0 Members and 1 Guest are viewing this topic. Read 4194 times.
+1, the wooden plate is the issue imo.
Seriously, seriously. Half the members of this forum use homebuilt diy equipment like tube amplifiers, or cheap Chinese tube amplifiers bought direct from China, or "modded" equipment by guys named Joe in a garage somewhere, none of which have UL or CE certification. It's an outlet with what appears to be appropriate sized wire. If you're using 200 watt Class A mono block amps that need a dedicated 20 amp circuit each, avoid this product. If you call and talk to the Mapleshade people about their "minimalist" philosophy, things may make more sense.....or not. If you get the opportunity to audition their demonstration system in West Virginia, you might be surprised by what they achieve.
Are you sure about that?
Yeah, I've seen them in stores before too, I still don't think it's a great idea which is why I added "imo". It just seems like an odd choice of material to use.
DaveC, thanks for joining my thread, why not just try one and report back? I know Mapleshade is a competitor but that's in the cable side, not outlets. I'll make sure and post if I smell smoke but no worries. I think you'll be fine.Do you know Pierre Sprey from being in the cable industry?
I tend to agree ! I just have 5 PS audio classic outlets solidly built, for $ 200.00 from PS audio website turned off electrical breaker switch, cleaned the wiring contacts and installed them ! Had my next door neighbor, who is an incredible electrician (worked for Lawrence livermore Labs for 23 years before retiring) checked the wiring right through the Attic and made it practically a dedicated line, he changed the breaker and of course I have solar panels with a very clean inverter giving me clean energy for my main system, and the whole house would I go for those maplewood outlets ? I think it would be a bit risky for the equipment itself. So I how does my system sound well I am just happy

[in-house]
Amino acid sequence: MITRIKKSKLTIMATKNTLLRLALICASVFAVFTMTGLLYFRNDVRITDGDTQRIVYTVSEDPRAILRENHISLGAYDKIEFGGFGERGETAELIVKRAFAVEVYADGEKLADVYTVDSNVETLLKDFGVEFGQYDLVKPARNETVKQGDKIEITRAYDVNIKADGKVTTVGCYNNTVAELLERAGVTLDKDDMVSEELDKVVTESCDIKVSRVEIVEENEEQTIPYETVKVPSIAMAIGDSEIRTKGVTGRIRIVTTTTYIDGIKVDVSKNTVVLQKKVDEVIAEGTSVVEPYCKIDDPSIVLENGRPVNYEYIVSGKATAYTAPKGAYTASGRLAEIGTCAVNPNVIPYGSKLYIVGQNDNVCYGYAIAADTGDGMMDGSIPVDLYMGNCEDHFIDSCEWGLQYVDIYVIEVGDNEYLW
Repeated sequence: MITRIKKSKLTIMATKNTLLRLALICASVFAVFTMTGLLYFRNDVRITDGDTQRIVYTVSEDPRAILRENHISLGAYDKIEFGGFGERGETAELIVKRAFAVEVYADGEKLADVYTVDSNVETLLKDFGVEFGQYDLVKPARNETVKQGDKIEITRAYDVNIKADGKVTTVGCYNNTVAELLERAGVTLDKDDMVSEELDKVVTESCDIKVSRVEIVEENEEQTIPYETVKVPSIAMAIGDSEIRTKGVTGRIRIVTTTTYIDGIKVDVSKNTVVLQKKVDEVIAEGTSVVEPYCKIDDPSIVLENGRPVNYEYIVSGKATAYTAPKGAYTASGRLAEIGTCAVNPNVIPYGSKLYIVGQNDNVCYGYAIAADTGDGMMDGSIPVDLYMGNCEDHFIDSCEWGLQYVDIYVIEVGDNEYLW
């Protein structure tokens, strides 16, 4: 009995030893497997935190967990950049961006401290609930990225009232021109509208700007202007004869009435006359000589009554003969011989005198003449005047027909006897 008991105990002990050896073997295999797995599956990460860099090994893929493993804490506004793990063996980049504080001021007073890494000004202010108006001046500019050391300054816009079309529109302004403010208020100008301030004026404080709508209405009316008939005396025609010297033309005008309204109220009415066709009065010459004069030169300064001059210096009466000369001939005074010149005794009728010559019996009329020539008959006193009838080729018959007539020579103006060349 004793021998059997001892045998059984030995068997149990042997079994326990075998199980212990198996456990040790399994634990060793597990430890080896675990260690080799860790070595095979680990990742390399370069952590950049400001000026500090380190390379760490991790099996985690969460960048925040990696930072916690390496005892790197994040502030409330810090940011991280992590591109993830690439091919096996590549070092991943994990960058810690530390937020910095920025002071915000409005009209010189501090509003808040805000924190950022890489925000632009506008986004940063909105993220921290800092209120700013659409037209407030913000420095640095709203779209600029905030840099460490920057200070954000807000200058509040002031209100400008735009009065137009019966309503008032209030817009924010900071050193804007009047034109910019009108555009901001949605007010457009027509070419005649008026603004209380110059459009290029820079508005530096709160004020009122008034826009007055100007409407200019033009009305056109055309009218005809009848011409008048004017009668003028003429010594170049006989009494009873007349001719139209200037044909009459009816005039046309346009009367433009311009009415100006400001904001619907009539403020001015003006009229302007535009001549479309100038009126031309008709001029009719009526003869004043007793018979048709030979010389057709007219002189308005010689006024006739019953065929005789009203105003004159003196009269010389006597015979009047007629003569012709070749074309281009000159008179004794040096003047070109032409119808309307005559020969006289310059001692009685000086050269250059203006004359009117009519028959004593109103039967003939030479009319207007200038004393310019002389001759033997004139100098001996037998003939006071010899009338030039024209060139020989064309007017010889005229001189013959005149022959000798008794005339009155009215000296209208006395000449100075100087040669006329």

To paraphrase the simpsons, "if anyone knows about electricity, its the Amish"
If it can not be solved with a hammer you have an electrical problem.
Some manufacturers of wood wall plates offer models that have a metal backing which they say meets National Electrical Code compliance for flammability.
Before one subjects Pierre or Ron to scrutiny and insult I suggest you look at their experience and qualifications. Pierre a Yale graduate was one of of our Secy of Defense "Wiz Kids" and Ron an accomplished EE.
If that's the case, I would have really liked to see their information on how they found any relevance of skin effect at 60Hz mains frequencies, and more importantly whether reducing contact area and conductor thickness still meets electrical/fire regulation for carrying specified household amperage ratings.
Page created in 0.046 seconds with 27 queries.